This was previously posted on my old blog, Spike the Poodle.
After reading my new (autographed!) copy of Esther Derby and Diana Larson’s book on Agile Retrospectives, this week I tried some of the ideas out in our team retrospective. I really recommend reading the book and trying the techniques, I’d be interested to hear about other people’s experiences with them. Ade Miller also highlighted some ideas this week, including an article from Industrial Logic.
Firstly, we had a clear goal for the retrospective rather than just continuous process improvement, which was starting to get stale. I started the retrospective by asking the team to sum up the Sprint in one word, which actually gave me a great insight (especially since I’d been away for most of the Sprint!) The team had come really close to completing all of the work they’d committed to, closer than in any previous sprints, and everybody felt that they’d nearly made it but not quite. The team seemed to like the exercise, and they’ve suggested using song titles or animals next time. I’m particularly intrigued by the song titles suggestion
We used a timeline to gather data. I drew the team’s burndown chart on the white board and asked them to record events that had happened on post-it notes and stick them against the relevant part of the chart. What worked well was asking them to think back through the Sprint about what had happened, but since the burndown chart was fairly flat it didn’t really generate a great discussion in itself. I think this activity would work particularly well with a spiky burndown graph.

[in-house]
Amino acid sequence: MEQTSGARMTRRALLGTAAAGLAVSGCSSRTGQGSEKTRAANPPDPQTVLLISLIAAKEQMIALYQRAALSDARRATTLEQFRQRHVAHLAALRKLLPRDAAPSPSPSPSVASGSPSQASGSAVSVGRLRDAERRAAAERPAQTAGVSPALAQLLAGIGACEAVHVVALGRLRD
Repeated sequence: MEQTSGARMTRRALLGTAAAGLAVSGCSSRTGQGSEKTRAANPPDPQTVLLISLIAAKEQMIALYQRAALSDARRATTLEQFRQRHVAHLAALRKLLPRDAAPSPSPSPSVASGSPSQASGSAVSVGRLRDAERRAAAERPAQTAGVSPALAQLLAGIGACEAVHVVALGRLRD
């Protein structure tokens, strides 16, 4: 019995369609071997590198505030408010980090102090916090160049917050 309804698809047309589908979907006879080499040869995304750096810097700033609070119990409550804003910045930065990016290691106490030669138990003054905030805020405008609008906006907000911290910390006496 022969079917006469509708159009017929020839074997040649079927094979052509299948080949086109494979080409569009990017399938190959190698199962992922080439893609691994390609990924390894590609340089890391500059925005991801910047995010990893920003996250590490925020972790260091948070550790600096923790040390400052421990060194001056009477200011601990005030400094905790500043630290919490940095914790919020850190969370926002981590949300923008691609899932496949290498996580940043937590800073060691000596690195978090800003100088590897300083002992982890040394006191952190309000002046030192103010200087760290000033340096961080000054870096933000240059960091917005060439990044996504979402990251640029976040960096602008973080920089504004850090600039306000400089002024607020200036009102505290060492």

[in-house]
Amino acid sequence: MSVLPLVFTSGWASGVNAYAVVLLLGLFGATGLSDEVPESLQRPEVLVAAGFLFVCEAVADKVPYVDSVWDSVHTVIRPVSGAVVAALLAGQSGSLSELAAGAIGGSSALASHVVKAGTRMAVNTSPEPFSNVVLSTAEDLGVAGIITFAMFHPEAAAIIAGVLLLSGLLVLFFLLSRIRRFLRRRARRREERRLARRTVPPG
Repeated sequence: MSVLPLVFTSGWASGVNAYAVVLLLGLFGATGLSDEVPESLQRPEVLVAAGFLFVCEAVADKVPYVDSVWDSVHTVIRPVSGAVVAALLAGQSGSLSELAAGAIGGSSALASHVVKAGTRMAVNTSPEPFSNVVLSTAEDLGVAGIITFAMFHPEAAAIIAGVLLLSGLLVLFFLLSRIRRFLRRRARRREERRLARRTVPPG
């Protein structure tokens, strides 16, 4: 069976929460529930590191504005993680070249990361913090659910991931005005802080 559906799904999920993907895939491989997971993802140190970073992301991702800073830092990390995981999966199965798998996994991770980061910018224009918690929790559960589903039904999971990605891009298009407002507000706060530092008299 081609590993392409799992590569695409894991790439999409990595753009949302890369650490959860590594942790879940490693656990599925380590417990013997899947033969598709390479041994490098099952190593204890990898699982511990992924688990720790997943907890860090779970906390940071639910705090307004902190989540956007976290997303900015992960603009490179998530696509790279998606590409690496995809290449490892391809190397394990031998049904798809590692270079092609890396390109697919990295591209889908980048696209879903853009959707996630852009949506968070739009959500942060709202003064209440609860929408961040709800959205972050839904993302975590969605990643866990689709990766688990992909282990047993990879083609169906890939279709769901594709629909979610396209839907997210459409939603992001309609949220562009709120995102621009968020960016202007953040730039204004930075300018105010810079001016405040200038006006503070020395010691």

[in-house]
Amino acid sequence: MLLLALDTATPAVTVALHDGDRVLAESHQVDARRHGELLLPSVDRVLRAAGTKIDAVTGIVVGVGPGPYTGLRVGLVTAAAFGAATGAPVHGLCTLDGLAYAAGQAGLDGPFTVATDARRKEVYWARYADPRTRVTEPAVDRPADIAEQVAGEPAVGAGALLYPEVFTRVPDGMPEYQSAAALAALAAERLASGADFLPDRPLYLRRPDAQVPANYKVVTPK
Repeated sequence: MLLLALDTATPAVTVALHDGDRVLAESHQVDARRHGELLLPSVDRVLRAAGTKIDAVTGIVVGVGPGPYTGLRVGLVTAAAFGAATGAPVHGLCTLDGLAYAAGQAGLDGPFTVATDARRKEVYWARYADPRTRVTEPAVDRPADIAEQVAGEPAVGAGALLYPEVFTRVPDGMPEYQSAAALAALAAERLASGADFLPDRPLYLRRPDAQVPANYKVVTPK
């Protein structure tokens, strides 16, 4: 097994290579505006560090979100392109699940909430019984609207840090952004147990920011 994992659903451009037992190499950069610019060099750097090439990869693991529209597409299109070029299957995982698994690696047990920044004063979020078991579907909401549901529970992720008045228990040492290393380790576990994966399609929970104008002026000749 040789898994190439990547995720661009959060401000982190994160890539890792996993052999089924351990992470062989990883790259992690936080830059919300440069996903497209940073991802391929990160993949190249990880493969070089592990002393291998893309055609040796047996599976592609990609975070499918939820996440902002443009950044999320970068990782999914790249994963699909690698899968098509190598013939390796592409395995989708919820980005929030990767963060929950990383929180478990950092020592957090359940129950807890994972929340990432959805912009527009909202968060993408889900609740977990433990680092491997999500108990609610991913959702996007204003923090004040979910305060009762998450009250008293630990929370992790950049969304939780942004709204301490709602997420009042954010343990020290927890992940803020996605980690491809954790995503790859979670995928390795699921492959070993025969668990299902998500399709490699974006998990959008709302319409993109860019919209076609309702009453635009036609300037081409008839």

I asked the team to stick red and green dots on the positive and negative events. The good thing about this activity is that you actually get some surprising results – some of the things that I thought were really bad, and might have devoted more time to discussing, didn’t actually have any sticky dots on. It really did make it clear what the significant events were, however there were a lot!
We spent quite a bit of time talking about what was causing the main issues, and eventually we agreed on two areas we wanted to address: how we manage bugs during the Sprint, including bugs that relate to the current stories as well as new bugs that don’t, and how we can do better at getting things done. We spent too long discussing the issues, but this was partly because we weren’t really sure before the retrospective what our main issues were – next time, I think we will have a clearer goal which will make the meeting more focussed. I also need to get better at timeboxing! We identified a list of solutions for managing bugs better, and then used voting to decide which ones we should use.
I asked the team to choose up to two solutions to try for the next Sprint, so that we weren’t making too many changes all at once. Interestingly, most people didn’t want to be limited to only trying two things and wanted to do them all at once. We compromised and identified three things to try over the next two weeks.
Next time, I plan to focus on what we can do to get better at getting things completed within the Sprint. This has been a key issue for us, and I’ve also spoken to people on other Scrum teams who have the same problem, so I do plan on posting updates on what we come up with! In the meantime I will also be attending Rachel Davies’ workshop on retrospectives, so hopefully our next one will go even more smoothly.